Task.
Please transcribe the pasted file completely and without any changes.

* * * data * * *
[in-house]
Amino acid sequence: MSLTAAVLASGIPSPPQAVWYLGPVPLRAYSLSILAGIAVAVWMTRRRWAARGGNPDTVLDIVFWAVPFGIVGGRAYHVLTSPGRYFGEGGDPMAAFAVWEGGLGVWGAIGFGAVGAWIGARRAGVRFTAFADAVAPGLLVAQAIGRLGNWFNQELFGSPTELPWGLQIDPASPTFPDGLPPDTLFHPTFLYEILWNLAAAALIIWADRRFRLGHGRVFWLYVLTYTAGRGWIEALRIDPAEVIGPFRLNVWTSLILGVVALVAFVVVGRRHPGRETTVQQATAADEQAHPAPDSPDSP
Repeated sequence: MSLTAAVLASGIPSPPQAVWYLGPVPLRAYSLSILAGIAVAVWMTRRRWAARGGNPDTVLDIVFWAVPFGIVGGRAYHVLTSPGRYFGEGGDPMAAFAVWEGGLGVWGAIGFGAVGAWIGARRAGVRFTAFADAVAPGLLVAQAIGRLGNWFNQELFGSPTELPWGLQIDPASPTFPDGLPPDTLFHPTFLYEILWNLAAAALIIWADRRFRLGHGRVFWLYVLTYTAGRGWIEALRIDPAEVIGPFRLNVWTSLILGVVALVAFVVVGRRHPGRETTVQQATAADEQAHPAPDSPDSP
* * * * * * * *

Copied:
[in-house]
Amino acid sequence: MSLTAAVLASGIPSPPQAVWYLGPVPLRAYSLSILAGIAVAVWMTRRRWAARGGNPDTVLDIVFWAVPFGIVGGRAYHVLTSPGRYFGEGGDPMAAFAVWEGGLGVWGAIGFGAVGAWIGARRAGVRFTAFADAVAPGLLVAQAIGRLGNWFNQELFGSPTELPWGLQIDPASPTFPDGLPPDTLFHPTFLYEILWNLAAAALIIWADRRFRLGHGRVFWLYVLTYTAGRGWIEALRIDPAEVIGPFRLNVWTSLILGVVALVAFVVVGRRHPGRETTVQQATAADEQAHPAPDSPDSP
Repeated sequence: MSLTAAVLASGIPSPPQAVWYLGPVPLRAYSLSILAGIAVAVWMTRRRWAARGGNPDTVLDIVFWAVPFGIVGGRAYHVLTSPGRYFGEGGDPMAAFAVWEGGLGVWGAIGFGAVGAWIGARRAGVRFTAFADAVAPGLLVAQAIGRLGNWFNQELFGSPTELPWGLQIDPASPTFPDGLPPDTLFHPTFLYEILWNLAAAALIIWADRRFRLGHGRVFWLYVLTYTAGRGWIEALRIDPAEVIGPFRLNVWTSLILGVVALVAFVVVGRRHPGRETTVQQATAADEQAHPAPDSPDSP